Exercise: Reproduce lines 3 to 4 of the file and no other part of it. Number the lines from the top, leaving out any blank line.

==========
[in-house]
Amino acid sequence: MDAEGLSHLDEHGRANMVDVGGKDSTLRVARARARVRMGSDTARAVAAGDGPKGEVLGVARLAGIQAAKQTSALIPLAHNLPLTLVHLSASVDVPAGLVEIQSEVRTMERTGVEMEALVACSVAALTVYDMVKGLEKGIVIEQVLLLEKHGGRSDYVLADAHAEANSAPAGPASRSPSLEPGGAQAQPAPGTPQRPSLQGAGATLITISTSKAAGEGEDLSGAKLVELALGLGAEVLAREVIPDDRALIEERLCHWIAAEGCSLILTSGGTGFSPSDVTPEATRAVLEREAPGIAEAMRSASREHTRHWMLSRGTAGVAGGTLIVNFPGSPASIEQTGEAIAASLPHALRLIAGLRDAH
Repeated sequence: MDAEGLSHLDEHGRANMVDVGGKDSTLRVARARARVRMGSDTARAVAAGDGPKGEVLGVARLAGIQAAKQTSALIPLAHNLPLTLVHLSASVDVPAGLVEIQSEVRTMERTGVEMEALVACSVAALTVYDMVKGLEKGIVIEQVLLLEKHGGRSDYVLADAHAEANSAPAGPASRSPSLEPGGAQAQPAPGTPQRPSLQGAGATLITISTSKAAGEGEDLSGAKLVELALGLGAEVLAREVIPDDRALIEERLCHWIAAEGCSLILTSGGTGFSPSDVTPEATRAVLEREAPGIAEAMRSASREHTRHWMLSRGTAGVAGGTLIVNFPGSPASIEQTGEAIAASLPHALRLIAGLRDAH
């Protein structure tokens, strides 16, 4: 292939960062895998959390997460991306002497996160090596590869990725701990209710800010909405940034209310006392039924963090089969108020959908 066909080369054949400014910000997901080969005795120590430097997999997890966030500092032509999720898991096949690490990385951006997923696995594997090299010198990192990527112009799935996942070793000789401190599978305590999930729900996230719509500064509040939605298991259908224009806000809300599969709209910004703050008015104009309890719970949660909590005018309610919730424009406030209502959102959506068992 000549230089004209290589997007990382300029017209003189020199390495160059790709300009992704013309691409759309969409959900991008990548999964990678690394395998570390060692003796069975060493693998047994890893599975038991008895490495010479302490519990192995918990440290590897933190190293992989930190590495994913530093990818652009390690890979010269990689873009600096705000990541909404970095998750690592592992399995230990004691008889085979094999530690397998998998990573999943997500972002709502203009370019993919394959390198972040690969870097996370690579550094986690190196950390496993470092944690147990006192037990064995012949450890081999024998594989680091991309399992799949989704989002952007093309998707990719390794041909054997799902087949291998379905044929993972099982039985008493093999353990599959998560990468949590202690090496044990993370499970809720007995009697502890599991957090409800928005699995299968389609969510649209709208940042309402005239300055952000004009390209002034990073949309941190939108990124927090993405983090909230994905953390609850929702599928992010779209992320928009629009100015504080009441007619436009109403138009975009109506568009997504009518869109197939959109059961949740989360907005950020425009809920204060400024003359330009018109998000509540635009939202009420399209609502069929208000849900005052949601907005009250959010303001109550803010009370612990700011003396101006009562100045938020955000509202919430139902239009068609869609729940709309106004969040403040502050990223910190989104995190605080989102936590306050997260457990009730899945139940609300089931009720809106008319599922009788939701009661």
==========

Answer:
Repeated sequence: MDAEGLSHLDEHGRANMVDVGGKDSTLRVARARARVRMGSDTARAVAAGDGPKGEVLGVARLAGIQAAKQTSALIPLAHNLPLTLVHLSASVDVPAGLVEIQSEVRTMERTGVEMEALVACSVAALTVYDMVKGLEKGIVIEQVLLLEKHGGRSDYVLADAHAEANSAPAGPASRSPSLEPGGAQAQPAPGTPQRPSLQGAGATLITISTSKAAGEGEDLSGAKLVELALGLGAEVLAREVIPDDRALIEERLCHWIAAEGCSLILTSGGTGFSPSDVTPEATRAVLEREAPGIAEAMRSASREHTRHWMLSRGTAGVAGGTLIVNFPGSPASIEQTGEAIAASLPHALRLIAGLRDAH
């Protein structure tokens, strides 16, 4: 292939960062895998959390997460991306002497996160090596590869990725701990209710800010909405940034209310006392039924963090089969108020959908 066909080369054949400014910000997901080969005795120590430097997999997890966030500092032509999720898991096949690490990385951006997923696995594997090299010198990192990527112009799935996942070793000789401190599978305590999930729900996230719509500064509040939605298991259908224009806000809300599969709209910004703050008015104009309890719970949660909590005018309610919730424009406030209502959102959506068992 000549230089004209290589997007990382300029017209003189020199390495160059790709300009992704013309691409759309969409959900991008990548999964990678690394395998570390060692003796069975060493693998047994890893599975038991008895490495010479302490519990192995918990440290590897933190190293992989930190590495994913530093990818652009390690890979010269990689873009600096705000990541909404970095998750690592592992399995230990004691008889085979094999530690397998998998990573999943997500972002709502203009370019993919394959390198972040690969870097996370690579550094986690190196950390496993470092944690147990006192037990064995012949450890081999024998594989680091991309399992799949989704989002952007093309998707990719390794041909054997799902087949291998379905044929993972099982039985008493093999353990599959998560990468949590202690090496044990993370499970809720007995009697502890599991957090409800928005699995299968389609969510649209709208940042309402005239300055952000004009390209002034990073949309941190939108990124927090993405983090909230994905953390609850929702599928992010779209992320928009629009100015504080009441007619436009109403138009975009109506568009997504009518869109197939959109059961949740989360907005950020425009809920204060400024003359330009018109998000509540635009939202009420399209609502069929208000849900005052949601907005009250959010303001109550803010009370612990700011003396101006009562100045938020955000509202919430139902239009068609869609729940709309106004969040403040502050990223910190989104995190605080989102936590306050997260457990009730899945139940609300089931009720809106008319599922009788939701009661």